Writ of Habeas Corpus

Another way to overturn a state conviction is an application for a writ of habeas corpus. An application for a writ of habeas corpus asks a court to overturn your conviction because of a state or federal constitutional violation.

Unlike a direct appeal, there is no deadline for filing a writ in state court. You do not need to give notice within thirty days of your sentence. Furthermore, unlike a direct appeal, the court can consider matters outside of what is in the court reporter’s record.

The writ of habeas corpus is a right guaranteed by the United States Constitution and the Texas Constitution. Originally, habeas corpus was a remedy to prevent the government from holding a citizen illegally. So, if the government imprisoned someone for no reason, a lawyer could apply for a writ of habeas corpus complaining of the constitutional violation (lack of trial) and being confined in jail or prison.

A constitutional violation and “restraint” are still the two basic requirements for a writ of habeas corpus. However, the restraint requirement has expanded over time to include effects of a conviction other than imprisonment. For example, probation is now considered a form of restraint. Furthermore, a final conviction can meet the restraint requirement because it can be used to increase the punishment for a subsequent offense.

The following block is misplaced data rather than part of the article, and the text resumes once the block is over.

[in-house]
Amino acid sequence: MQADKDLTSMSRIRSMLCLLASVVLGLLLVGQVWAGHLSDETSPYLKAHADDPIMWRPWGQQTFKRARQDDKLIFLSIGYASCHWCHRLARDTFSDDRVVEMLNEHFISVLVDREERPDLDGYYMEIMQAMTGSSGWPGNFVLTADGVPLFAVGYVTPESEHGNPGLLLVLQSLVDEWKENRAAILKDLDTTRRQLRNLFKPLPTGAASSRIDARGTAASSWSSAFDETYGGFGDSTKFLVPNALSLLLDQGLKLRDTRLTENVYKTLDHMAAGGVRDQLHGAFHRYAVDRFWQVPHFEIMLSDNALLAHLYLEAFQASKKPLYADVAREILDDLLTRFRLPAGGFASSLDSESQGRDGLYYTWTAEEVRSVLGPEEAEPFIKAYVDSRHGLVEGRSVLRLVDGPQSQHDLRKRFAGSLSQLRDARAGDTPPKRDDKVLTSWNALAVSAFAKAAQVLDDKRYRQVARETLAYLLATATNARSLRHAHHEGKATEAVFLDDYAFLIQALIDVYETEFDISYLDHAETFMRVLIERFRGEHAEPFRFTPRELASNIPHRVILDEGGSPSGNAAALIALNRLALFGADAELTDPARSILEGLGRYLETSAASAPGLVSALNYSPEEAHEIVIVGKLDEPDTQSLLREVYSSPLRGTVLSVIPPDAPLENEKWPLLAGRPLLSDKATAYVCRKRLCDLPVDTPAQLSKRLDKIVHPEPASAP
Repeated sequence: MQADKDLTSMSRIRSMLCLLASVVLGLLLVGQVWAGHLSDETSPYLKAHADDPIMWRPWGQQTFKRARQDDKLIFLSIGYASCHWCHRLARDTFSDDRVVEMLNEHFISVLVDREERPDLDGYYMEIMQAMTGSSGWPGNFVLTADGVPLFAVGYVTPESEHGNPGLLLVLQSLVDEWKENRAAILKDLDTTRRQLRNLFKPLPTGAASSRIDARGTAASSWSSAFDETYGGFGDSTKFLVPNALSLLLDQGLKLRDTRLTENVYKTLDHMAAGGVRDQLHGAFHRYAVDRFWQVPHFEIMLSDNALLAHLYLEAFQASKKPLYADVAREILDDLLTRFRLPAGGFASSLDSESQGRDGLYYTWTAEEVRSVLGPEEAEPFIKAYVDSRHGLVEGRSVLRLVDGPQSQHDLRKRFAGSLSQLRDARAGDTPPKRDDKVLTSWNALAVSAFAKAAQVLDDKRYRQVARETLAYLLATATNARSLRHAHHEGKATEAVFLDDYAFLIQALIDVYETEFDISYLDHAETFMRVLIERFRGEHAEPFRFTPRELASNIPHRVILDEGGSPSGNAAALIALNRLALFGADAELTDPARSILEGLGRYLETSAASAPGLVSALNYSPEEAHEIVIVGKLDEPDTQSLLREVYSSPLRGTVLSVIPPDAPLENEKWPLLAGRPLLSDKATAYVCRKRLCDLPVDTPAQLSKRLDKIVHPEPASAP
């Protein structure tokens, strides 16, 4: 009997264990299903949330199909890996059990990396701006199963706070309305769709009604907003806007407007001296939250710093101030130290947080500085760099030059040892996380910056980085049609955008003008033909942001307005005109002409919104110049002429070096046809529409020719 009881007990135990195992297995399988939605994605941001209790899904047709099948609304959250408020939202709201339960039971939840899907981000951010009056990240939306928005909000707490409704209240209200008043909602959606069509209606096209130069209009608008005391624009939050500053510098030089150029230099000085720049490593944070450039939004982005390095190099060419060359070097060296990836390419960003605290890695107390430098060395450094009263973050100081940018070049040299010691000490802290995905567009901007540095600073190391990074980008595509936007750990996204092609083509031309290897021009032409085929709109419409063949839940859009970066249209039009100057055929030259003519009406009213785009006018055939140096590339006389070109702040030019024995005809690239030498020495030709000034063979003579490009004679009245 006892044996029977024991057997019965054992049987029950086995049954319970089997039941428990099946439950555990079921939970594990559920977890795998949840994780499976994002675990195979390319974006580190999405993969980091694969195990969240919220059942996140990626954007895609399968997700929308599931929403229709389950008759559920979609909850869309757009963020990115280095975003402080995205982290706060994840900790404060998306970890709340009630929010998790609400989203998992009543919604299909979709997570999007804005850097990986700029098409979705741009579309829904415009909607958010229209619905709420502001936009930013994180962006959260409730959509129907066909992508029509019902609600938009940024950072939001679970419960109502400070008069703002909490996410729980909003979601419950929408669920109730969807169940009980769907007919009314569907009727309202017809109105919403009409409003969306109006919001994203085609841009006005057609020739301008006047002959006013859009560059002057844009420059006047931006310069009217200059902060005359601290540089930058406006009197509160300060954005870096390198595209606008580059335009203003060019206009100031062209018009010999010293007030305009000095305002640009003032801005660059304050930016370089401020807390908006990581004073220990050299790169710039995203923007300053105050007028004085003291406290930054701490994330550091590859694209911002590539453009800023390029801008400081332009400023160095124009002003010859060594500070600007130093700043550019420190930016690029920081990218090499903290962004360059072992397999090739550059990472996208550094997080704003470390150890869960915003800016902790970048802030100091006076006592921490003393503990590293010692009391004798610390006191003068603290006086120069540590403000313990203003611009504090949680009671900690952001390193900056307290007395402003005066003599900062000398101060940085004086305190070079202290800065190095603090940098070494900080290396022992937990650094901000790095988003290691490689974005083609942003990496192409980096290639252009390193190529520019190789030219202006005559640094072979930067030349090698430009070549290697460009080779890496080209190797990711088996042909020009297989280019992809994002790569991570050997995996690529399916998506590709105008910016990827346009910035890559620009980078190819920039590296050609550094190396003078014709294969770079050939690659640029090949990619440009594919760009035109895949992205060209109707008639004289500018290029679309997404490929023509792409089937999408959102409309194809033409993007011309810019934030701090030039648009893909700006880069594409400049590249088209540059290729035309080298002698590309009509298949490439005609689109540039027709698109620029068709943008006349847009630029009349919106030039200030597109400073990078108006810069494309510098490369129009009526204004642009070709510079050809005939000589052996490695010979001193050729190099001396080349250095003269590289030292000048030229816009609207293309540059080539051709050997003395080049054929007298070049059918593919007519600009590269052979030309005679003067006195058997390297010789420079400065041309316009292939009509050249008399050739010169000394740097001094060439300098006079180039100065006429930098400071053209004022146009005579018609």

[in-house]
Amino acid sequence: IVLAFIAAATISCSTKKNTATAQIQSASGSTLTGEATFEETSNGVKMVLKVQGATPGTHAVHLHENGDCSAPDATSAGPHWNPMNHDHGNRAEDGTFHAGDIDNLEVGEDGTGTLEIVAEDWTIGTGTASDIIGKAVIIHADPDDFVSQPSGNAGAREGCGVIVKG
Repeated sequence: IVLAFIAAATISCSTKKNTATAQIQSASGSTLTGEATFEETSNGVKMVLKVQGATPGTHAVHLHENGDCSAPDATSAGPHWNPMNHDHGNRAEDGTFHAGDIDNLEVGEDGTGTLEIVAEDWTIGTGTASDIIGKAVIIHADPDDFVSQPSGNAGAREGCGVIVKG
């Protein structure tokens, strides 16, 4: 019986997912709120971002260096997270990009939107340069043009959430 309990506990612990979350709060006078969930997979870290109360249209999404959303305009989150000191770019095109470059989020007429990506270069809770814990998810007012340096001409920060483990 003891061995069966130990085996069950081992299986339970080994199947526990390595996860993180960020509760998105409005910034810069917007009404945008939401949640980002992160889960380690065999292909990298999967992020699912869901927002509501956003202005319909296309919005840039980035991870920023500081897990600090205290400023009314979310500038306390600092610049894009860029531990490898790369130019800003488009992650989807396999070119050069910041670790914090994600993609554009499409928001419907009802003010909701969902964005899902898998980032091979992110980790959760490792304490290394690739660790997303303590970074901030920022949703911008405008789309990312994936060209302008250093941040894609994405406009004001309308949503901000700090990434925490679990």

A typical habeas corpus claim is ineffective assistance of counsel. The United States Constitution requires that a defendant have competent legal representation. If your lawyer failed to advise you properly about the consequences of your plea bargain or pled you out without investigating the facts of your case, that may be a constitutional violation and the basis for a writ of habeas corpus.

Another habeas corpus claim is an involuntary plea. For example, if you agree to take credit for time served and your lawyer tells you that you will not have a final conviction on your record, that might be a constitutional violation. Or if your lawyer tells you to plead guilty to the judge and says the judge will give you probation, but the judge gives you a prison sentence, that might be a constitutional violation.

A writ of habeas corpus is typically the vehicle to litigate newly discovered evidence as well.

If your state writ of habeas of corpus fails, you can file a writ in federal district court. However, while a state writ does not have a deadline, a federal writ must be filed within one year of your conviction being final.

It is important to move quickly when considering a writ of habeas corpus. While a state writ can be filed at any time, if you wait too long after your conviction is final, a court will often dismiss your application under the doctrine known as laches (a legal doctrine which basically means you should have complained about the violation earlier). Furthermore, waiting too long will prohibit you from filing a writ in federal court. Often, federal courts are more sympathetic to habeas corpus claims than state courts.

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